Nunavik, Oceanic agree on Aupaluk iron mine
"We are pleased to be associated with the project"
Makivik Corp., Aupaluk’s landholding corporation and the Vancouver-based Oceanic Iron Ore Corp. announced today that they have agreed to the terms and conditions on which Oceanic will continue to develop its Hopes Advance Bay project, and “set a basis” for a later impact benefits agreement.
“We are pleased to be associated with the project in conformity with our Partnership Agreement on Economic and Community Development in Nunavik [the Sanarrutik Agreement] whereby Inuit of Nunavik play a bigger role at the onset of mining activities whenever undertaken in our territory,” said Makivik president Pita Aatami.
According to the “letter of intent,” Oceanic agrees to respect the environment, Inuit rights, interests and traditional land-use practices, said an Aug. 4 news release.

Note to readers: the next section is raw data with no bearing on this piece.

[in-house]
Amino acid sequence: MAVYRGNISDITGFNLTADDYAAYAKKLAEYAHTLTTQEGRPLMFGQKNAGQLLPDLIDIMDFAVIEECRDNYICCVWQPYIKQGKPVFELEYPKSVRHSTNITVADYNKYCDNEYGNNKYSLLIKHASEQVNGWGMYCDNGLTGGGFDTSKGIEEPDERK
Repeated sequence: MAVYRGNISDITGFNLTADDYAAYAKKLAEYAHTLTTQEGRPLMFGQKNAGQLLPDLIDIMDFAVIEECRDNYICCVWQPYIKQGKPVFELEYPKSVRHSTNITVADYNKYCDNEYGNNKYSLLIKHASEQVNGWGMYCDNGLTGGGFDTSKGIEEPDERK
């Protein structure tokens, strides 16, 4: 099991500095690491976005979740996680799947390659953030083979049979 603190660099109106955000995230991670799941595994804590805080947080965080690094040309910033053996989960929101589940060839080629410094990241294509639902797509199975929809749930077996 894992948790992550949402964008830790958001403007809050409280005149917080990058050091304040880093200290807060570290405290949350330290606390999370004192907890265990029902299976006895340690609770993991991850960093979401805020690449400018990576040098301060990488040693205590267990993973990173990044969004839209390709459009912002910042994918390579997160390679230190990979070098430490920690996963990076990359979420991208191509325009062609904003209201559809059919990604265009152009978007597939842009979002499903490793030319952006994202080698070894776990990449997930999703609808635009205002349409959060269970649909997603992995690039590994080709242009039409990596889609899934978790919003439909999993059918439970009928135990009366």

“In order to continue to foster open communications between the parties,” the news release said that a transitional committee will be created.
This committee will meet four times a year.
“Oceanic has made it a priority from the outset to ensure open communication and involvement with the local Inuit community and the finalization of this LOI further strengthens our working relationship with the Inuit,” said Steven Dean, chairman and chief executive officer of Oceanic.
Oceanic’s wants to pinpoint a billion tonnes of iron ore with a grade between 30 and 35 per cent by the end of 2011 — although past exploration shows there could be as much as 2.6 billion tonnes of iron ore on Oceanic’s three properties along the Ungava Bay coast.
The iron deposits range from the Roberts Lake area north of Kangirsuk to the Morgan Lake area, about 50 kilometres from both villages, to Hopes Advance Bay in the south, which lies only 10 km from Aupaluk.
Oceanic plans to mine Hopes Advance first.
This summer Oceanic is sinking more that $12 million into drilling and other exploration activities to get a better idea of the size of the iron deposits.
Oceanic is looking into the feasibility of a mine and a port, and it’s fast-tracked a preliminary economic assessment on the complex — due in October — to determine whether the mine would be economically feasible.